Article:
In just about every case, Pinocchio, created to bring happiness back to a broken man, becomes the instrument for everyone’s possible redemption. Geppetto can be a father again. The podestà thinks he’s found the perfect soldier. Volpe hopes to gain Il Duce’s favor and return to the upper echelons of society. Meanwhile, Pinocchio himself is just a boy, seeing life for the first time. It’s equal parts inspiring and tragic how easily everyone projects their insecurities onto a literal blank slate of a child.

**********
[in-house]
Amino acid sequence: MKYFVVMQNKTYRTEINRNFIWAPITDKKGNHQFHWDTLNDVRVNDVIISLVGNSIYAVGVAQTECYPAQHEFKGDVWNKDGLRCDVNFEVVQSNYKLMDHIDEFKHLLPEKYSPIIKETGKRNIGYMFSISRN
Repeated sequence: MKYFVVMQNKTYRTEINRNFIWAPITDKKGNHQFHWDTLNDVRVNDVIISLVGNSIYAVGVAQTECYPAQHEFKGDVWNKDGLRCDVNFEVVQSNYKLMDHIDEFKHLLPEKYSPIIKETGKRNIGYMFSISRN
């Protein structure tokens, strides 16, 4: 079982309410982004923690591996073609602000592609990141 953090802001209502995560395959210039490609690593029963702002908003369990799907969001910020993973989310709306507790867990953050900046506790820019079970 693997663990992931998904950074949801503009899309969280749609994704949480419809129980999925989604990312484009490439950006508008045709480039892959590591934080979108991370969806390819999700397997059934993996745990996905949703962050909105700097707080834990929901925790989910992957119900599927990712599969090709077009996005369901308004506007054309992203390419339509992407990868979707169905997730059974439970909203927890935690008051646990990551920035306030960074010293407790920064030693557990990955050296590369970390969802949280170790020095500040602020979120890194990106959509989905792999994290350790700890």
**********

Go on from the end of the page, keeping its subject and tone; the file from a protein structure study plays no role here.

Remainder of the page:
This is because, in yet another near-perfect creative decision, Pinocchio’s design is that of a walking, talking, work in progress. In the depths of his devastated stupor, Geppetto builds his wooden son in a very slapdash manner. A twig sticks out of his “hair,” which is intentionally disheveled in the form of peeled bark from the sawed off head that’s flat in the back and rounded in the front. He only has one ear. When his original feet burn off in the fireplace, the replacements are simply tied on to the charred stumps, ensuring that he has almost no balance to carry his rather flimsy frame. Sebastian, having found lodging in a fully grown tree, now lives inside Pinocchio’s hollow torso, accessible from a hole where a human’s heart would normally be. He’s ill-formed, which in itself stands as a constant visual metaphor, as Pinocchio’s approach to everything comes with a curiosity and confusion that provides the crucial nuance as he goes forward. In one of the film’s best moments, even his iconic nose becomes an unexpected grey area, as his ability to come up with useful lies aids in his salvation rather than sabotaging it, a shocking yet effective lesson for young viewers that even dishonesty can be used for a greater good if it’s done for the right reasons.